Archive for July, 2010

Target and Best Buy – Make it Right!

Saturday, July 31st, 2010


HRC Message to Target and Best Buy: Make it Right!



Nation’s Largest LGBT Rights Organization Condemns Political Contributions Supporting Anti-Equality Candidate


Washington– The Human Rights Campaign (HRC), the nation’s largest lesbian, gay, bisexual and transgender (LGBT) civil rights organization, today condemned donations by Target and Best Buy to a political committee supporting the election of an anti-equality candidate and asked them to make it right by contributing to groups that support pro-equality candidates.


In the wake of the U.S. Supreme Court’s decision in Citizens United, Minnesota-based retailers Target and Best Buy, among others, contributed a combined $250,000 to MN Forward, an independent expenditure committee advocating for the election of a strident opponent of LGBT equality as the state’s next governor. The same candidate sings the praises of a Christian rock band that advocates violence and death to gays. The state’s next governor will have the opportunity to either sign or veto legislation allowing for marriage equality in the North Star State.


“It’s a huge slap in the face to LGBT people and for that matter to all fair-minded Americans,” said Joe Solmonese, HRC president. “Two of our most trusted brands have contributed shareholder money that could help elect a candidate that wants nothing but the worst for us. Both companies talk about this contribution as a business decision. I would offer that it’s a really bad business decision. Both companies have now earned the bad will of LGBT people and fair-minded Americans. They need to make it right.”


This afternoon, HRC will send out a national email alert to its members and supporters asking them to sign on to an Open Letter to Target and Best Buy. The letter chronicles the outrage and asks both companies to make equivalent donations to groups that support pro-equality candidates. HRC has also purchased a full page ad featuring the letter in Sunday’s Minneapolis Star Tribune. Corporations mindful of the perceptions of LGBT and allied consumers should take notice of the controversy surrounding these political contributions.


Both companies have consistently received a 100 percent rating on the HRC Foundation’s Corporate Equality Index, a measure of workplace equality. “What makes this all the more astounding is that both companies have been model employers for LGBT people,” said Solmonese. “They have some fence-mending to do.”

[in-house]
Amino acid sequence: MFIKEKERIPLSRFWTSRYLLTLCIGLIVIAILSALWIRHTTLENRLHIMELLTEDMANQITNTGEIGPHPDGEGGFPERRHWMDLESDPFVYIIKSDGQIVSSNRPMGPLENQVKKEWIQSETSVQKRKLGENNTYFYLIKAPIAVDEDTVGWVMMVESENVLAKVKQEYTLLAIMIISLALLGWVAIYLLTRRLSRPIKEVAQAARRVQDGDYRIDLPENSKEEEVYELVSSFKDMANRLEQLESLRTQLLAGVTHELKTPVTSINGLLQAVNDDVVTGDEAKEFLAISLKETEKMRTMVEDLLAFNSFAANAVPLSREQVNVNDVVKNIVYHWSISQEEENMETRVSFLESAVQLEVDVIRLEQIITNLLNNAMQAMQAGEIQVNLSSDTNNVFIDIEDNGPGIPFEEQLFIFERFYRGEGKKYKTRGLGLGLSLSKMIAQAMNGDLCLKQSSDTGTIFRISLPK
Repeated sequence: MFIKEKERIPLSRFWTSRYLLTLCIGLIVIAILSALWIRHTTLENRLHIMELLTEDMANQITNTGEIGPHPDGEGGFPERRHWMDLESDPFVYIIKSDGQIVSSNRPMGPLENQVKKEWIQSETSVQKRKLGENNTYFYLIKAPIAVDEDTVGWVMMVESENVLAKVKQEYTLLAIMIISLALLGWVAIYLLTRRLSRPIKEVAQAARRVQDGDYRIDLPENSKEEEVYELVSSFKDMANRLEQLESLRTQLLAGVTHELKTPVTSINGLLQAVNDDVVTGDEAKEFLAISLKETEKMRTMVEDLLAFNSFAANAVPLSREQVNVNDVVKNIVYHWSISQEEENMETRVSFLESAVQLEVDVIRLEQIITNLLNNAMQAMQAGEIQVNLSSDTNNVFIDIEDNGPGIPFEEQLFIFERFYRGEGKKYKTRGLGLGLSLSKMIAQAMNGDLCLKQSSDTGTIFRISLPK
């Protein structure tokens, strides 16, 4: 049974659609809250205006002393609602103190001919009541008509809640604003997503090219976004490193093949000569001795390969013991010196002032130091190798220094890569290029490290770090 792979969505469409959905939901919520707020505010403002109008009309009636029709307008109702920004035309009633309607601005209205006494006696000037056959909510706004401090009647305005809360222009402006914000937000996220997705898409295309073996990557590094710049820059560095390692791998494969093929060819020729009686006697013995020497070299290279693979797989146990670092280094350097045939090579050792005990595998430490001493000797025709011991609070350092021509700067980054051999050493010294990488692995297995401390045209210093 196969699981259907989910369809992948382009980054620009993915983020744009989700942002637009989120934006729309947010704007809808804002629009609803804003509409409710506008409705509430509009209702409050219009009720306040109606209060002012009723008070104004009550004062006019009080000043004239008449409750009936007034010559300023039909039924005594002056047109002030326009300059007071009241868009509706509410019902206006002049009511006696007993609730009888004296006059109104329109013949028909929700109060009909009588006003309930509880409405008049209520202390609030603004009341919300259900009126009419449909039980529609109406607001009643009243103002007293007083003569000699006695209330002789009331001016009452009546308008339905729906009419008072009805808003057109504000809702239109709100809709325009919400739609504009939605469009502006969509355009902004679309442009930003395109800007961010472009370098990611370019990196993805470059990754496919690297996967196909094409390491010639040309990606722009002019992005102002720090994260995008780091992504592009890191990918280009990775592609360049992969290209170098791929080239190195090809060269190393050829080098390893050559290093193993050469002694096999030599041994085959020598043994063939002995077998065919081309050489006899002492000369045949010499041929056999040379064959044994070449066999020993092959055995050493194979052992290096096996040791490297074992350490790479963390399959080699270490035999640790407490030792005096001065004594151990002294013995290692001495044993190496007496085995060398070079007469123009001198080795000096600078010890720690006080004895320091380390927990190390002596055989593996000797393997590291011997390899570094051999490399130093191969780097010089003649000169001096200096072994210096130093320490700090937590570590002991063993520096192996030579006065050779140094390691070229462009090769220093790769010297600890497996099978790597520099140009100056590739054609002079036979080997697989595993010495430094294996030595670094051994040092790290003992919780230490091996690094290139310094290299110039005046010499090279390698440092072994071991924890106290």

An Open Letter to Target and Best Buy

When lesbian, gay, bisexual and transgender consumers — not to mention our millions of supportive friends and family members — used to think about Target and Best Buy, we saw two shining examples of corporations that respected the equality and dignity of every American. As nationwide retailers, both of your brands gave other corporations a standard to which they could aspire. In fact, your consistent ratings of 100 percent on the Human Rights Campaign Foundation’s Corporate Equality Index were a solid signal of your commitment to a diverse workforce. As a community, we are grateful for that commitment and we fully expect it will continue.


 Now, Americans are questioning their loyalty to your brands with word of significant contributions to the political action committee MN Forward that hopes to install one of the most strident opponents of equality in the Minnesota Governor’s mansion. With these contributions, you have severely damaged those carefully cultivated reputations and violated the spirit of the gold standards bestowed on you. In fact, the long-term effects on families that shop at Target and Best Buy throughout Minnesota and the U.S. will be devastating.


 At this critical time in Minnesotans’ quest for equality, MN Forward and the candidates they are supporting would turn Minnesota backward, away from the promise of equal opportunity and fairness that we hold dear. No matter your motivations in making these donations, they didn’t occur in a vacuum. Same-sex couples in your home state are denied the equality given to other couples in marriage and many state leaders are poised to right that inequity very soon. $250,000 in contributions to those who would stand in the way is a punch in the gut to those of us who want to see all families treated fairly. What may have sounded like a “good business decision” in the board room turns out to be a horribly short-sighted business decision when millions of consumers lose respect for your companies.